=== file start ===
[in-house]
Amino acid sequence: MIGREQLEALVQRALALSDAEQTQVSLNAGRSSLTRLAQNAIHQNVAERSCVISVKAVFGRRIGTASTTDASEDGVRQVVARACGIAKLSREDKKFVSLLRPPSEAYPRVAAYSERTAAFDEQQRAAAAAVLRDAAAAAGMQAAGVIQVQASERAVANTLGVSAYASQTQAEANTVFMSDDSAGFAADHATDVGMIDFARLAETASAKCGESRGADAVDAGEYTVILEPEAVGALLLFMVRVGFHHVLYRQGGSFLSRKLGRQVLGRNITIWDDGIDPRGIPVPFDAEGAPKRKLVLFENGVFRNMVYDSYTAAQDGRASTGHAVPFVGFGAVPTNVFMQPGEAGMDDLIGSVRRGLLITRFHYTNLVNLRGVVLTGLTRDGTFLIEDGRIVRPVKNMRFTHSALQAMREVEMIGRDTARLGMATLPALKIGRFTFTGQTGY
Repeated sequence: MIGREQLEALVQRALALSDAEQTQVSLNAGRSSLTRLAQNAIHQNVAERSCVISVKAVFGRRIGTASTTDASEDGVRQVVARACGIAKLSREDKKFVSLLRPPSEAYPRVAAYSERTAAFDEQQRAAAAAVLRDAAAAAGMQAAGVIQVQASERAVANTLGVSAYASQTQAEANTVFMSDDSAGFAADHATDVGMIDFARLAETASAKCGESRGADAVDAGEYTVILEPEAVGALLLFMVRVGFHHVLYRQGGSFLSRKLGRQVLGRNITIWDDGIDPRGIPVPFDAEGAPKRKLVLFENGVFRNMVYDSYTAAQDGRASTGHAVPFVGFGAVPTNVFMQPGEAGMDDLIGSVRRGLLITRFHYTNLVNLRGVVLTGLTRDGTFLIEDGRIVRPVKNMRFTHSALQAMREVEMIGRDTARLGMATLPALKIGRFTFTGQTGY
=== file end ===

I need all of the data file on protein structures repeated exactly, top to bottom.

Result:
[in-house]
Amino acid sequence: MIGREQLEALVQRALALSDAEQTQVSLNAGRSSLTRLAQNAIHQNVAERSCVISVKAVFGRRIGTASTTDASEDGVRQVVARACGIAKLSREDKKFVSLLRPPSEAYPRVAAYSERTAAFDEQQRAAAAAVLRDAAAAAGMQAAGVIQVQASERAVANTLGVSAYASQTQAEANTVFMSDDSAGFAADHATDVGMIDFARLAETASAKCGESRGADAVDAGEYTVILEPEAVGALLLFMVRVGFHHVLYRQGGSFLSRKLGRQVLGRNITIWDDGIDPRGIPVPFDAEGAPKRKLVLFENGVFRNMVYDSYTAAQDGRASTGHAVPFVGFGAVPTNVFMQPGEAGMDDLIGSVRRGLLITRFHYTNLVNLRGVVLTGLTRDGTFLIEDGRIVRPVKNMRFTHSALQAMREVEMIGRDTARLGMATLPALKIGRFTFTGQTGY
Repeated sequence: MIGREQLEALVQRALALSDAEQTQVSLNAGRSSLTRLAQNAIHQNVAERSCVISVKAVFGRRIGTASTTDASEDGVRQVVARACGIAKLSREDKKFVSLLRPPSEAYPRVAAYSERTAAFDEQQRAAAAAVLRDAAAAAGMQAAGVIQVQASERAVANTLGVSAYASQTQAEANTVFMSDDSAGFAADHATDVGMIDFARLAETASAKCGESRGADAVDAGEYTVILEPEAVGALLLFMVRVGFHHVLYRQGGSFLSRKLGRQVLGRNITIWDDGIDPRGIPVPFDAEGAPKRKLVLFENGVFRNMVYDSYTAAQDGRASTGHAVPFVGFGAVPTNVFMQPGEAGMDDLIGSVRRGLLITRFHYTNLVNLRGVVLTGLTRDGTFLIEDGRIVRPVKNMRFTHSALQAMREVEMIGRDTARLGMATLPALKIGRFTFTGQTGY